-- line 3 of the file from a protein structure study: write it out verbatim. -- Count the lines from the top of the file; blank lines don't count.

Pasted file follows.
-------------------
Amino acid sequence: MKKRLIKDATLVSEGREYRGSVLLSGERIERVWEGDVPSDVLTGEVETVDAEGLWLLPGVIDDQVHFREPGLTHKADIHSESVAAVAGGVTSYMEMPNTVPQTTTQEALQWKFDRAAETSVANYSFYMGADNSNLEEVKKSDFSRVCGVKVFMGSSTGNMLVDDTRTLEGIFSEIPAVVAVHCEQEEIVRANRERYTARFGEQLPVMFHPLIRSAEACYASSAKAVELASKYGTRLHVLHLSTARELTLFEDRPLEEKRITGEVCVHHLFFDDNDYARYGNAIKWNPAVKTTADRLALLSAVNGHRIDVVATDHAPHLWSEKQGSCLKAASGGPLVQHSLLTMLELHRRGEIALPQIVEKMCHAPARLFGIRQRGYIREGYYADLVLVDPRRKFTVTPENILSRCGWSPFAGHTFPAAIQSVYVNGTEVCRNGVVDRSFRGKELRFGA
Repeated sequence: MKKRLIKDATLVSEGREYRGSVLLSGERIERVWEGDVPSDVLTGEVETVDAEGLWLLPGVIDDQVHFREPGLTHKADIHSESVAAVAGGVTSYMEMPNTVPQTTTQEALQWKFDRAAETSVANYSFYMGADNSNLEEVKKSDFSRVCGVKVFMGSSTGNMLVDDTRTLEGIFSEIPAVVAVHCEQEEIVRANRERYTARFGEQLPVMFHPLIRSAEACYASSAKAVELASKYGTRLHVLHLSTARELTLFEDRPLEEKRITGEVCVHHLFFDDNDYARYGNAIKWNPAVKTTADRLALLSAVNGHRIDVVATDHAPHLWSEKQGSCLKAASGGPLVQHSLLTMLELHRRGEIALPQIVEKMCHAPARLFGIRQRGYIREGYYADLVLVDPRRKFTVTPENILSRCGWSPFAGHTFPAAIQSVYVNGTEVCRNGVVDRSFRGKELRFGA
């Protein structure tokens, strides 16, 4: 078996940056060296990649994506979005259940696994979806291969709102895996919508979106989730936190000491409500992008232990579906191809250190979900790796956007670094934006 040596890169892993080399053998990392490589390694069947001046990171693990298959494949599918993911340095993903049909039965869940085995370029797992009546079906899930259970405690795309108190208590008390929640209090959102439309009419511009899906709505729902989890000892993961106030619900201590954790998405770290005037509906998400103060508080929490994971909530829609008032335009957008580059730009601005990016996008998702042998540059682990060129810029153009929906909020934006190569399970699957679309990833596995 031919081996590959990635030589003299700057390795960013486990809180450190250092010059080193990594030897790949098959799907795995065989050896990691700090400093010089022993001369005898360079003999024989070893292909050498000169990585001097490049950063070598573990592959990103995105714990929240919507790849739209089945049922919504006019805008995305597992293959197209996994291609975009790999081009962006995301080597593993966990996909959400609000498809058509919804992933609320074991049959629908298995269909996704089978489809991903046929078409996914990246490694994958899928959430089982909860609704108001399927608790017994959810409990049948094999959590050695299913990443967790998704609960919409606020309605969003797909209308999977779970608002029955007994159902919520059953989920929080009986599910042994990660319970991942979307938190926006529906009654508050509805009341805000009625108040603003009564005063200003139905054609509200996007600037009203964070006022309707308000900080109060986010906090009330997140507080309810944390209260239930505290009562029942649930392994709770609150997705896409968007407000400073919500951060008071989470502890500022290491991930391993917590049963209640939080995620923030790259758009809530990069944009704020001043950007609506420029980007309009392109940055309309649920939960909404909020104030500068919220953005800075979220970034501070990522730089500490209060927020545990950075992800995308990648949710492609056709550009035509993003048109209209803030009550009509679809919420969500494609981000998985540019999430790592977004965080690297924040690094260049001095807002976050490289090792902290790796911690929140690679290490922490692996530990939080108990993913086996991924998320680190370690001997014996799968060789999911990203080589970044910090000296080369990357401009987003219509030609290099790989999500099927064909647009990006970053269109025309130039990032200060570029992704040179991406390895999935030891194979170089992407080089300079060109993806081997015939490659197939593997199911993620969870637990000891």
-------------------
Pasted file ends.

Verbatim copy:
């Protein structure tokens, strides 16, 4: 078996940056060296990649994506979005259940696994979806291969709102895996919508979106989730936190000491409500992008232990579906191809250190979900790796956007670094934006 040596890169892993080399053998990392490589390694069947001046990171693990298959494949599918993911340095993903049909039965869940085995370029797992009546079906899930259970405690795309108190208590008390929640209090959102439309009419511009899906709505729902989890000892993961106030619900201590954790998405770290005037509906998400103060508080929490994971909530829609008032335009957008580059730009601005990016996008998702042998540059682990060129810029153009929906909020934006190569399970699957679309990833596995 031919081996590959990635030589003299700057390795960013486990809180450190250092010059080193990594030897790949098959799907795995065989050896990691700090400093010089022993001369005898360079003999024989070893292909050498000169990585001097490049950063070598573990592959990103995105714990929240919507790849739209089945049922919504006019805008995305597992293959197209996994291609975009790999081009962006995301080597593993966990996909959400609000498809058509919804992933609320074991049959629908298995269909996704089978489809991903046929078409996914990246490694994958899928959430089982909860609704108001399927608790017994959810409990049948094999959590050695299913990443967790998704609960919409606020309605969003797909209308999977779970608002029955007994159902919520059953989920929080009986599910042994990660319970991942979307938190926006529906009654508050509805009341805000009625108040603003009564005063200003139905054609509200996007600037009203964070006022309707308000900080109060986010906090009330997140507080309810944390209260239930505290009562029942649930392994709770609150997705896409968007407000400073919500951060008071989470502890500022290491991930391993917590049963209640939080995620923030790259758009809530990069944009704020001043950007609506420029980007309009392109940055309309649920939960909404909020104030500068919220953005800075979220970034501070990522730089500490209060927020545990950075992800995308990648949710492609056709550009035509993003048109209209803030009550009509679809919420969500494609981000998985540019999430790592977004965080690297924040690094260049001095807002976050490289090792902290790796911690929140690679290490922490692996530990939080108990993913086996991924998320680190370690001997014996799968060789999911990203080589970044910090000296080369990357401009987003219509030609290099790989999500099927064909647009990006970053269109025309130039990032200060570029992704040179991406390895999935030891194979170089992407080089300079060109993806081997015939490659197939593997199911993620969870637990000891």